Kerala High Court grants bail to woman in molestation case of minor son

Jan28,2021 #Kerala High Court
Kerala high court law insider)

Sreya Kanugula

The High Court of Kerala granted bail in the recent case of a woman who was accused of sexual molestation of her son, stating that there were numerous discrepancies that they found in the investigation conducted by the police until then.

It was also opined by the Court that the allegations made were shocking, unusual, and unbelievable against this woman and they would require a preliminary natured probe to ascertain the complaint’s supposed genuineness.

The case had prompted Justice V Shircy to give general notice to the Chief of the State Police to give instructions to all of Kerala’s station house officers in order to conduct a “preliminary inquiry” before “embarking upon registration of a crime when such unusual, unbelievable, inhuman and wild allegations are raised, that too against a mother.”

“It is true that while considering a bail application, it is not necessary to go deep into the details of the investigation and have a meticulous evaluation of the materials so far collected by the investigation agency. Usually, it will not be done. But this case appears to be quite strange, shocking and an unusual one, where a mother is put on the dock with very wild and ferocious allegations,” stated the Court.

The observation on the purity of motherhood was also by the judge concerning how it was ignored completely in the case.

“A mother carries her child for nine lunar months in her womb and so the relationship of a mother and child are connected even before his or her birth. The unconditional love, affection and warmth of a mother towards her child cannot be compared or equated with any love in the world. No mother ‘worthy of the name’ will resort to such a disgraceful act.” the judge said.

A complaint of criminal nature was lodged against the accused woman by her separated husband, in which it was alleged that she had molested her now 13 years aged son since the age of 10 onwards.

The court had noted that the minor victim had told the investigating police how his mother would disrobe him, would touch his private parts and urge him to “kiss her body” and that he had improvised his events a little while giving an official statement to the Judicial First Class Magistrate and while undergoing a medical exam.

In front of the Magistrate, the minor had stated his mother would also make several video calls at nighttime, inappropriately touch his privates later, and would lie down upon his body.

Justice V Shircy emphasised how the minor had improved the version given a little despite the contention of the State on how the child’s consistent version given in front of the police, the Child Welfare Commission as well as the Magistrate, appeared “to be not perfectly correct.”

The Court took pertinent notes on how the submissions made by the complainant were filed in the wake of several cases registered against her since April 2019 by her separated husband to maintain the custody of their children in his hands.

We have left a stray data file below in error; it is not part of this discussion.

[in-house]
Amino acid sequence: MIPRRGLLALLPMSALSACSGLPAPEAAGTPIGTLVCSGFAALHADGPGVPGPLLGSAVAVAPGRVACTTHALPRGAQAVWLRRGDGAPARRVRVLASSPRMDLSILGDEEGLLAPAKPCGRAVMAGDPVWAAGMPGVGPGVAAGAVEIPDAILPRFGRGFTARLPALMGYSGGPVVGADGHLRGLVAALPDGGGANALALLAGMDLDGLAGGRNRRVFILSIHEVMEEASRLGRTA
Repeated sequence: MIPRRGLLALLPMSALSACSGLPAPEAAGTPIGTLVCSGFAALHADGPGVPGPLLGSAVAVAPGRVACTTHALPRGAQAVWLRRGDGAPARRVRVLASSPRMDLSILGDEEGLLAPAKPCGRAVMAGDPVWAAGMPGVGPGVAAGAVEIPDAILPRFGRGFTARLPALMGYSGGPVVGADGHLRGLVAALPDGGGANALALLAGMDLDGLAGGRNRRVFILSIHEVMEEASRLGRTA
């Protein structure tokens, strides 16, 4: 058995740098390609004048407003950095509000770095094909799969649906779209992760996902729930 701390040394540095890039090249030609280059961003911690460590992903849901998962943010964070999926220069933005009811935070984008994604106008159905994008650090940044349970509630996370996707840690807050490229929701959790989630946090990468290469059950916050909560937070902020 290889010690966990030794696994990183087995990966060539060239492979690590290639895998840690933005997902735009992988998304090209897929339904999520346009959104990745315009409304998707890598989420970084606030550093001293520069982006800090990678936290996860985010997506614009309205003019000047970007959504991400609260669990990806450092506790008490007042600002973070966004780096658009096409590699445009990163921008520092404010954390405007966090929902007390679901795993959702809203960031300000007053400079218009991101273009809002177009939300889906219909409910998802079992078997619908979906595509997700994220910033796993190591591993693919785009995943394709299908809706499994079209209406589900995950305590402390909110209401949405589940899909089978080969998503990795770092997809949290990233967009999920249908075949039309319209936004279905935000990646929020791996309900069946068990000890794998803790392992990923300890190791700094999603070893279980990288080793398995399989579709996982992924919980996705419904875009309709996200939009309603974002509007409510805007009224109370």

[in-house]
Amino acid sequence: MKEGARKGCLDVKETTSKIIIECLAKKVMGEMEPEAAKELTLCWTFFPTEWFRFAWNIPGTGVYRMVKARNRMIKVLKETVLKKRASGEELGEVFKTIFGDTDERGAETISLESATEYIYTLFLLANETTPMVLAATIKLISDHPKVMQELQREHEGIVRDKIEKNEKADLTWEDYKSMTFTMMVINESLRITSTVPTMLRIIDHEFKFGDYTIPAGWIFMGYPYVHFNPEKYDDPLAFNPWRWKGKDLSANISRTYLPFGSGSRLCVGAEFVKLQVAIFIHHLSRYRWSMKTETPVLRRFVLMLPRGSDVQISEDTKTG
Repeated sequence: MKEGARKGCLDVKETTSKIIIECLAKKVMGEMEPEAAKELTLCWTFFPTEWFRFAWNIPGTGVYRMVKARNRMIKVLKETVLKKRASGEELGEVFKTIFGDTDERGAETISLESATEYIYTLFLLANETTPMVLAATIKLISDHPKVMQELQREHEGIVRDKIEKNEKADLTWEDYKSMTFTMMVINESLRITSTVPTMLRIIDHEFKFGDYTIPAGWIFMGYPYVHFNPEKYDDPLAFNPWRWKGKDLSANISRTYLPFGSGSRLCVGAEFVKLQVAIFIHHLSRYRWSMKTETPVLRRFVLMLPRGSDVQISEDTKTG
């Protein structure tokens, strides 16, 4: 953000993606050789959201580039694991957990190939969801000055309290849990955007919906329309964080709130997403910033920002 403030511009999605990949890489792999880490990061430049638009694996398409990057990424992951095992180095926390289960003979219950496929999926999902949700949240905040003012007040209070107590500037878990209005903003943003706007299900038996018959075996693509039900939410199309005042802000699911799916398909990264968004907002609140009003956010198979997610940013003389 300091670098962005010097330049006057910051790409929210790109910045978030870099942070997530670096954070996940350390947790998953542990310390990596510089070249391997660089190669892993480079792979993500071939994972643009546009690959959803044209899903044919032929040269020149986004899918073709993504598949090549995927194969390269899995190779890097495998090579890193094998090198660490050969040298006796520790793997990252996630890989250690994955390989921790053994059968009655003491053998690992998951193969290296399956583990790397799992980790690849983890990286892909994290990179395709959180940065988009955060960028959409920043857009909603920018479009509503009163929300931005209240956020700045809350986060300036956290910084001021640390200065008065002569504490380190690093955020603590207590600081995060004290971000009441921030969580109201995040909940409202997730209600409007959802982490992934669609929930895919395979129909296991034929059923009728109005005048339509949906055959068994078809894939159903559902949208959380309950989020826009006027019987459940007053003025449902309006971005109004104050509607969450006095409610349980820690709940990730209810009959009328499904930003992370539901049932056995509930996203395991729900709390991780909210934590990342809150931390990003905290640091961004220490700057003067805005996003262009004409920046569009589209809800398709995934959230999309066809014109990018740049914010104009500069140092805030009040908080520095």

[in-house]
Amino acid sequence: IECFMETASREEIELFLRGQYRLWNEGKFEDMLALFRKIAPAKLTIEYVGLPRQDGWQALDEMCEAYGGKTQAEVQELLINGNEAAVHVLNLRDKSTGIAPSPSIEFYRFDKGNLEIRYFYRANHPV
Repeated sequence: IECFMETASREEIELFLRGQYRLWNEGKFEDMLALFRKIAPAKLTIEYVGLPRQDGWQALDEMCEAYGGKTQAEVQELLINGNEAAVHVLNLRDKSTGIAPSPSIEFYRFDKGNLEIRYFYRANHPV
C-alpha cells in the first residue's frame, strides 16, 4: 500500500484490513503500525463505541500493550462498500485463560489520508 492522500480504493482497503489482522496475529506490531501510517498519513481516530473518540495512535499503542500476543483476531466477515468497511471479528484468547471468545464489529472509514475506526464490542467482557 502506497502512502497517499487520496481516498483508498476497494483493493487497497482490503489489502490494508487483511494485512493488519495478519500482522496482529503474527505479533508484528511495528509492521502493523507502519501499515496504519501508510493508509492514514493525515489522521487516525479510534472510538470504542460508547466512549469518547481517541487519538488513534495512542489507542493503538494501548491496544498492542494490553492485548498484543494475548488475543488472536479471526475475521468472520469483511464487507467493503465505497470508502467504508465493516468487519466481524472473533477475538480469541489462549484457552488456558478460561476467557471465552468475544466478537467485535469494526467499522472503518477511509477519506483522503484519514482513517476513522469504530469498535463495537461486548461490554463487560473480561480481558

The challenging petitioner-woman stated that she had been forced to leave her matrimonial home right after her husband began residing with another woman. All 4 of her juvenile children were previously staying with her before the allegation was made upon her husband taking three of the kids to Sharjah along with him, without her knowledge or her consent.

While residing in Sharjah, the son of the separated couple had attended a Madrassa instead of regular formal school. The husband informed the Court that their son was gloomy and looked depressed and when enquired upon the reasons for his melancholy, was when the child divulged upon the molestation committed by his mother.

This was when the husband made his return to Kerala along with the child in order to lodge the criminal complaint, the court was informed.

It was viewed by the Court that the formal complaint hadn’t been lodged till November 10th in 2020 despite both the child and his father arriving back to Kerala in September.

The husband had stated that the child was taken to counseling during this short period which wasn’t accepted by the court since there was limited material to prove this claim.

The details of the same have not been probed into by the investigation agency though they are duty-bound to do so,” the Court stated.

The Court stated that the delay in the lodging of this complaint, discrepancies in the number of days the child was counselled along with the former cases filed against the accused by the husband and the “wild and ferocious” allegations made as opined by the Court, it eventually led to the statement of asking the police to conduct a preliminary enquiry into the case.

The investigating agency should not have jumped into the conclusion to register this case against the petitioner especially when such an unusual complaint was raised against a mother,” the Court insisted.

If the child involved in the case was brainwashed or tutored by any one to make such wild allegations against his mother, they have also to be booked and proceeded with, in accordance with law”, it was further added by the judge.

Mr KR Rajkumar was the lawyer that appeared on behalf of the petitioner while the Sr. Adv. public prosecutor Suman Chakravarthy represented the State.

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